Safe Families for Children will expand into the west of the county in a new initiative jointly funded by Cumbria County Council and The Big Lottery.
The charity works in partnership with local authorities, churches and community groups, offering early intervention support to vulnerable children and families with the aims of preventing child neglect and abuse, stabilising the family and reducing the flow of children into the care system.
Work to support families in West Cumbria (the Allerdale and Copeland areas) will start from 1st October, 2018. This multi-year funding partnership has been specifically designed to deliver better outcomes for children and families in an area of England which has experienced long-term, multi-generational challenges.
Safe Families’ CEO Keith Danby, who lives in north Cumbria, said: “I have been talking to Cumbria County Council, Church and Community Leaders and external funders about bring Safe Families for Children to Cumbria for almost 2 years.
“In the last few months all the pieces have come together with the Big Lottery in NE & Cumbria confirming multi-year funding for our community-based solution to what is a community-based problem. At its core, Safe Families is about ‘people helping people’. I am delighted we are launching in Cumbria”.
Currently there are 93,000 children in local authority care across the UK. Since launching in the UK in 2012, Safe Families, in partnership with local authorities, has reduced the flow of children into care by up to 16%.
This represents a huge saving for local authorities who are facing ongoing financial challenges. But more significantly it also means that many families across the UK have been stabilised, supported and strengthened, enabling them to stay together.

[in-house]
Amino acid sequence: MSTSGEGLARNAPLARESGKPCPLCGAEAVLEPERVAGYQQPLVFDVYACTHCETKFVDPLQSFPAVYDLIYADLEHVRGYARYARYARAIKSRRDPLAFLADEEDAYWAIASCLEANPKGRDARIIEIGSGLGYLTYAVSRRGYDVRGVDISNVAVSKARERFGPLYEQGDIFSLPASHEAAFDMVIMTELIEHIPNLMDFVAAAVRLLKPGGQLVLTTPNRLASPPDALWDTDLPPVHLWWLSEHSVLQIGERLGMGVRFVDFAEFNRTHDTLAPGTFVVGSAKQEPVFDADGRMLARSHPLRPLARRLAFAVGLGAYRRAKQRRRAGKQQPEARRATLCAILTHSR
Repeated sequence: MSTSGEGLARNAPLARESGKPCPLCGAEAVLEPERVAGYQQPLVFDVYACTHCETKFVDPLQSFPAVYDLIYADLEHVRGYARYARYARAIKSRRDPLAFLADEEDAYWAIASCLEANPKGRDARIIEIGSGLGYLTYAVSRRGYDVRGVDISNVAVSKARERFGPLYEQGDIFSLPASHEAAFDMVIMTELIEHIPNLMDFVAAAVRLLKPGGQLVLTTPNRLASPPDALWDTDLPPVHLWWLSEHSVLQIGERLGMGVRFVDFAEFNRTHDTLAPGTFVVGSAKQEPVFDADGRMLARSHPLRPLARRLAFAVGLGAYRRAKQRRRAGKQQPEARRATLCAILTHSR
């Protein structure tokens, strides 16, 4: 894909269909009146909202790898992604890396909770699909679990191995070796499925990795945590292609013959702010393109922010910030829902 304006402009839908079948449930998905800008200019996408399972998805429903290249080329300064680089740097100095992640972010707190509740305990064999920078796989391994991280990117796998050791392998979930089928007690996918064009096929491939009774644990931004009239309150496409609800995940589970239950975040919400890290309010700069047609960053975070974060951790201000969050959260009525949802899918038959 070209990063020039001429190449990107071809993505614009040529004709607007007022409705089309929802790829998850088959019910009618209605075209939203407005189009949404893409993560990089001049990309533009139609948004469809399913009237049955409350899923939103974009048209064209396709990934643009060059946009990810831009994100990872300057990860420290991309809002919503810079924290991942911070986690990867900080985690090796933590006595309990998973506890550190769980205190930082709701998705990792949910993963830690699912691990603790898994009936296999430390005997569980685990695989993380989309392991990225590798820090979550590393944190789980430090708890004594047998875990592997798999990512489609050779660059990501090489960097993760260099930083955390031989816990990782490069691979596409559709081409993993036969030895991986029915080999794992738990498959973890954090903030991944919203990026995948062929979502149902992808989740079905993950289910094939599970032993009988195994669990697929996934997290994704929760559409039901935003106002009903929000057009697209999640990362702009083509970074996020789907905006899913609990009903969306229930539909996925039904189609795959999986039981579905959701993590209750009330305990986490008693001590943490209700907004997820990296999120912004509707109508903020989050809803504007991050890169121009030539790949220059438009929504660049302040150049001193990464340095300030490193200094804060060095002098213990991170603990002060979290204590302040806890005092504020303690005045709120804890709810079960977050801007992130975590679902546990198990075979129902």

Cllr Anne Burns, Cabinet Member for Children and Families, said: “We’re really pleased that we have been able to support Safe Families for Children to start working in Cumbria. Their approach to working with families really chimes with our own and their track record in other parts of the country is very positive. As a rule the Local Authority does not want to get involved in the lives of children and families, but unfortunately sometimes it is necessary. The Safe Families for Children approach is all about providing support early to help families and avoid their needs escalating to a point where we have to step in. This is good for families and good for children and we are looking forward to seeing the impact of their work.”
The Safe Families’ model relies upon the good will of local volunteers who are recruited, trained and supported to safely assist families by providing short-stay respite hosting, befriending to children and parents and practical resources and DIY.
Safe Families founder and Chairman Sir Peter Vardy commented: “My vision has always been to mobilise volunteers across the country to support local families who need it. I am thrilled to see this now starting in Cumbria in this exciting new chapter in the Safe Families story.”
Safe Families is a Christian charity and they have received a particularly warm welcome from faith leaders in Cumbria.
The Bishop of Carlisle, the Rt Rev’d James Newcome, said: “’I’m delighted that Safe Families has secured the funding to start working in Cumbria. The need is great and it is my delight to welcome a Christian charity to help us support local families
“The Diocese of Carlisle’s senior leadership team has been aware of the work of Safe Families for some time and we know that some of our churches are already exploring how they can draw alongside this work.”
For Safe Families the most important voice is that of the families who are being supported. Gemma, a single mum-of-two, says that Safe Families support gave her the confidence to set and achieve goals.
“I suffer from anxiety and low self-esteem”, she explained, “and when support began my well-being score was very low. I used to think little of myself, that I couldn’t achieve goals.”
Within three months Gemma had gained so much confidence that she felt that she no longer needed to have support but could manage on her own.
She added: “I felt a lot happier by the end of the support. It’s improved my confidence and made me want to achieve a lot of things in life.”
Since the charity was founded in the UK in 2012, more than 6,000 children and 2,500 families have been supported through a network of nearly 4,000 volunteers.